If you’re based in the UK, you’ve probably noticed it. A food shop total that makes you double-check the receipt, an energy bill that feels like it must be a mistake, the price of a full tank of petrol making you splutter.
A 9% rise in inflation has triggered a cost-of-living crisis. And just like any other crisis, that’s going to have an impact on your business. It’s time to anticipate what that might look like.
Inflation levels have reached a 30-year high. That means everyone feels the effects in their day-to-day lives, from what they pay for a bag of pasta to how they get from A to B. Bundle in the energy price cap review, and we’re all spending a lot more in general.
But for many, it’s not just a case of tighter pursestrings. 29% would likely not be able to absorb a cost of living increase (based on the number of adults reported they couldn’t afford a necessary added expense of £850). So considering the impact on your workforce is with doing.
There’s two ways that workplace preferences could be affected by the cost-of-living crisis. On one hand, 79% of people have reported a rise in gas/electricity bills. Heating isn’t such a concern during the summer months, but as colder weather comes in then the cheaper option might be coming into a preheated office.
On the other hand, the rising price of fuel (and increases in public transport fees) might make commuting a less attractive prospect. Coughing up the cash to journey into work could even be impossible in some cases.
When times are tough, salaries will be on the mind. Yes, money isn’t everything – people care about having a purpose too, for example – but it may become more of a priority than ever.
With nothing to lose, you might expect employees to push more for progression opportunities, to ask for bigger salary increases, and to be less satisfied by arbitrary pay adjustments. When inflation is up by 9%, a 4% rise isn’t going to feel as positive.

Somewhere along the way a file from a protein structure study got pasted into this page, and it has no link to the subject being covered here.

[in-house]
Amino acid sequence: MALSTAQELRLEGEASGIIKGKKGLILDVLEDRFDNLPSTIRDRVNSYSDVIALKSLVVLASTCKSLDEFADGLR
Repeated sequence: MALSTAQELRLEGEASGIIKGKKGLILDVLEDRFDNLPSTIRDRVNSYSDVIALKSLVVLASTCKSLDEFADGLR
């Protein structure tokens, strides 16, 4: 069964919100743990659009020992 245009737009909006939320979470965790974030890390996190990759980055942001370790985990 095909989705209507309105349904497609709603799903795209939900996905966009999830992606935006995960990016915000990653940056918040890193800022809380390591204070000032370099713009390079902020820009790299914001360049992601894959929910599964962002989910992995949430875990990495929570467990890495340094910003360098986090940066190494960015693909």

Everyone would like to think their employees are loyal, and that their head can’t be turned by a higher wage packet. But at the end of the day, your teams have mouths to feed – including their own. So you might see attrition rise.
One study found that 37% are considering changing jobs due to the cost-of-living crisis. After all, job hopping is often the fastest way to boost your salary. During hard times, employees might be forced to make difficult decisions – even if they genuinely love working for you.
The research is clear. 10% of workers missed work due to financial issues, contributing to the £1.56 billion lost annually due to wellbeing-related absenteeism/presenteeism. Your employees’ bank accounts might be their business, but it can still have a negative impact on yours.
Having money problems also affects productivity, due to stress – with a fifth of employees performing poorly due to being preoccupied by financial concerns.
Now is a good time to send a wellbeing survey, and check what outside influences are impacting your employees – plus get ideas for supporting them within the workplace. Our wellbeing survey is perfect for this, and if you sign up today, you can send it (and view the results) for free! Click below to get started: